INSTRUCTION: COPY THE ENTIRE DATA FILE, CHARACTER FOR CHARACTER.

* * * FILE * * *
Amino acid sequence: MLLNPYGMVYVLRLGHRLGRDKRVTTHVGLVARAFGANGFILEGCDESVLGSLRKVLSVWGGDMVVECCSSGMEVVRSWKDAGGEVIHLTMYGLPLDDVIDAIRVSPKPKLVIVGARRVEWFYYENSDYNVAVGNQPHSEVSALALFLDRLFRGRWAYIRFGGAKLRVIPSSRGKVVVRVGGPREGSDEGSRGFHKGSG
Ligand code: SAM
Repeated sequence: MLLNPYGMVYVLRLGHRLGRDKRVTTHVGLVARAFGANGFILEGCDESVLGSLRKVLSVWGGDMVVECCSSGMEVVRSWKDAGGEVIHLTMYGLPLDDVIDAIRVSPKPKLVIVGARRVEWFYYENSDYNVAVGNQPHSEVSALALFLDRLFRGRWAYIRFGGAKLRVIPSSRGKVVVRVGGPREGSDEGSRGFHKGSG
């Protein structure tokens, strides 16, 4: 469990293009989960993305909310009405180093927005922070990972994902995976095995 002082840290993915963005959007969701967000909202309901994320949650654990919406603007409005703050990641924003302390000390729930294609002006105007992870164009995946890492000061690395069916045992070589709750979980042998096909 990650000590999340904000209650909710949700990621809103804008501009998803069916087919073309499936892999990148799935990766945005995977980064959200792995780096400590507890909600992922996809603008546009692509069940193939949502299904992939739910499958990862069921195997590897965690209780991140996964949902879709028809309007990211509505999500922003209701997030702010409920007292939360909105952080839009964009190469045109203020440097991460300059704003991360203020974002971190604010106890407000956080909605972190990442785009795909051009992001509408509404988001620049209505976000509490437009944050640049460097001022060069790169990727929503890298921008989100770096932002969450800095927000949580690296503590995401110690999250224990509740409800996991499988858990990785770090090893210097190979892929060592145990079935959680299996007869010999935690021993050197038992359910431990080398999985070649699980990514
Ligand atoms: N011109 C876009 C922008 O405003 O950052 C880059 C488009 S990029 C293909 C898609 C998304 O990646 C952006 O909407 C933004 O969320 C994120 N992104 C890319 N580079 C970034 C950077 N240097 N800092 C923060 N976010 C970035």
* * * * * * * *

Amino acid sequence: MLLNPYGMVYVLRLGHRLGRDKRVTTHVGLVARAFGANGFILEGCDESVLGSLRKVLSVWGGDMVVECCSSGMEVVRSWKDAGGEVIHLTMYGLPLDDVIDAIRVSPKPKLVIVGARRVEWFYYENSDYNVAVGNQPHSEVSALALFLDRLFRGRWAYIRFGGAKLRVIPSSRGKVVVRVGGPREGSDEGSRGFHKGSG
Ligand code: SAM
Repeated sequence: MLLNPYGMVYVLRLGHRLGRDKRVTTHVGLVARAFGANGFILEGCDESVLGSLRKVLSVWGGDMVVECCSSGMEVVRSWKDAGGEVIHLTMYGLPLDDVIDAIRVSPKPKLVIVGARRVEWFYYENSDYNVAVGNQPHSEVSALALFLDRLFRGRWAYIRFGGAKLRVIPSSRGKVVVRVGGPREGSDEGSRGFHKGSG
């Protein structure tokens, strides 16, 4: 469990293009989960993305909310009405180093927005922070990972994902995976095995 002082840290993915963005959007969701967000909202309901994320949650654990919406603007409005703050990641924003302390000390729930294609002006105007992870164009995946890492000061690395069916045992070589709750979980042998096909 990650000590999340904000209650909710949700990621809103804008501009998803069916087919073309499936892999990148799935990766945005995977980064959200792995780096400590507890909600992922996809603008546009692509069940193939949502299904992939739910499958990862069921195997590897965690209780991140996964949902879709028809309007990211509505999500922003209701997030702010409920007292939360909105952080839009964009190469045109203020440097991460300059704003991360203020974002971190604010106890407000956080909605972190990442785009795909051009992001509408509404988001620049209505976000509490437009944050640049460097001022060069790169990727929503890298921008989100770096932002969450800095927000949580690296503590995401110690999250224990509740409800996991499988858990990785770090090893210097190979892929060592145990079935959680299996007869010999935690021993050197038992359910431990080398999985070649699980990514
Ligand atoms: N011109 C876009 C922008 O405003 O950052 C880059 C488009 S990029 C293909 C898609 C998304 O990646 C952006 O909407 C933004 O969320 C994120 N992104 C890319 N580079 C970034 C950077 N240097 N800092 C923060 N976010 C970035």